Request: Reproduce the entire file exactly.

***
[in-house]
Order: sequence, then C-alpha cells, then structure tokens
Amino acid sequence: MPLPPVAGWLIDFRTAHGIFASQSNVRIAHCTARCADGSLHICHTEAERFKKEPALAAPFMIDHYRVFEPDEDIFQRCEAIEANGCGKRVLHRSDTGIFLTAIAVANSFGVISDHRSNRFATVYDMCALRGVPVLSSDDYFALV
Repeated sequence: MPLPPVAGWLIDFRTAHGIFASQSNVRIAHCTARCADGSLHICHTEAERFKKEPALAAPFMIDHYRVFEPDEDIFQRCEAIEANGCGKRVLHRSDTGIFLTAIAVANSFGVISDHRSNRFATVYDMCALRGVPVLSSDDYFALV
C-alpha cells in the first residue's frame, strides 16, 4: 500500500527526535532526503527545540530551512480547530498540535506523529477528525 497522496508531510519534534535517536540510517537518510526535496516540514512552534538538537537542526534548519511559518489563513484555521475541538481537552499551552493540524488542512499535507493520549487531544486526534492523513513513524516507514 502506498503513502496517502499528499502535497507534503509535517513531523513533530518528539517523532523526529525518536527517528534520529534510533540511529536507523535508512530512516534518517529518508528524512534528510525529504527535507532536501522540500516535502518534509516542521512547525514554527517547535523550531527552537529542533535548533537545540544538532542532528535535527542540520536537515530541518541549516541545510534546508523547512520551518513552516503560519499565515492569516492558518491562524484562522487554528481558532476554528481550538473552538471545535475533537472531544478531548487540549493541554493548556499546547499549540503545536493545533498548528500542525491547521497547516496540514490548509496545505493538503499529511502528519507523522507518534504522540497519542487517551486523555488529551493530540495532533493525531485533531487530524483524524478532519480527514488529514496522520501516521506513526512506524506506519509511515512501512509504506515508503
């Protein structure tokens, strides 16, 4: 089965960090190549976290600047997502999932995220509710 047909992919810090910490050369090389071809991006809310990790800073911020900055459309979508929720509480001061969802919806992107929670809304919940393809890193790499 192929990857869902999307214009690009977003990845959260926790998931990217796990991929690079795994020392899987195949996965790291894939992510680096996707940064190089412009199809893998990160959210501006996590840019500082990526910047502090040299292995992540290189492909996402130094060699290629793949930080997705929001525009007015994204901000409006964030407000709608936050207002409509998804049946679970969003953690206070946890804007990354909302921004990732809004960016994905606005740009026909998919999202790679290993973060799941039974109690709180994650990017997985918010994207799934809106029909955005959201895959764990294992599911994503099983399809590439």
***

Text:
[in-house]
Order: sequence, then C-alpha cells, then structure tokens
Amino acid sequence: MPLPPVAGWLIDFRTAHGIFASQSNVRIAHCTARCADGSLHICHTEAERFKKEPALAAPFMIDHYRVFEPDEDIFQRCEAIEANGCGKRVLHRSDTGIFLTAIAVANSFGVISDHRSNRFATVYDMCALRGVPVLSSDDYFALV
Repeated sequence: MPLPPVAGWLIDFRTAHGIFASQSNVRIAHCTARCADGSLHICHTEAERFKKEPALAAPFMIDHYRVFEPDEDIFQRCEAIEANGCGKRVLHRSDTGIFLTAIAVANSFGVISDHRSNRFATVYDMCALRGVPVLSSDDYFALV
C-alpha cells in the first residue's frame, strides 16, 4: 500500500527526535532526503527545540530551512480547530498540535506523529477528525 497522496508531510519534534535517536540510517537518510526535496516540514512552534538538537537542526534548519511559518489563513484555521475541538481537552499551552493540524488542512499535507493520549487531544486526534492523513513513524516507514 502506498503513502496517502499528499502535497507534503509535517513531523513533530518528539517523532523526529525518536527517528534520529534510533540511529536507523535508512530512516534518517529518508528524512534528510525529504527535507532536501522540500516535502518534509516542521512547525514554527517547535523550531527552537529542533535548533537545540544538532542532528535535527542540520536537515530541518541549516541545510534546508523547512520551518513552516503560519499565515492569516492558518491562524484562522487554528481558532476554528481550538473552538471545535475533537472531544478531548487540549493541554493548556499546547499549540503545536493545533498548528500542525491547521497547516496540514490548509496545505493538503499529511502528519507523522507518534504522540497519542487517551486523555488529551493530540495532533493525531485533531487530524483524524478532519480527514488529514496522520501516521506513526512506524506506519509511515512501512509504506515508503
């Protein structure tokens, strides 16, 4: 089965960090190549976290600047997502999932995220509710 047909992919810090910490050369090389071809991006809310990790800073911020900055459309979508929720509480001061969802919806992107929670809304919940393809890193790499 192929990857869902999307214009690009977003990845959260926790998931990217796990991929690079795994020392899987195949996965790291894939992510680096996707940064190089412009199809893998990160959210501006996590840019500082990526910047502090040299292995992540290189492909996402130094060699290629793949930080997705929001525009007015994204901000409006964030407000709608936050207002409509998804049946679970969003953690206070946890804007990354909302921004990732809004960016994905606005740009026909998919999202790679290993973060799941039974109690709180994650990017997985918010994207799934809106029909955005959201895959764990294992599911994503099983399809590439």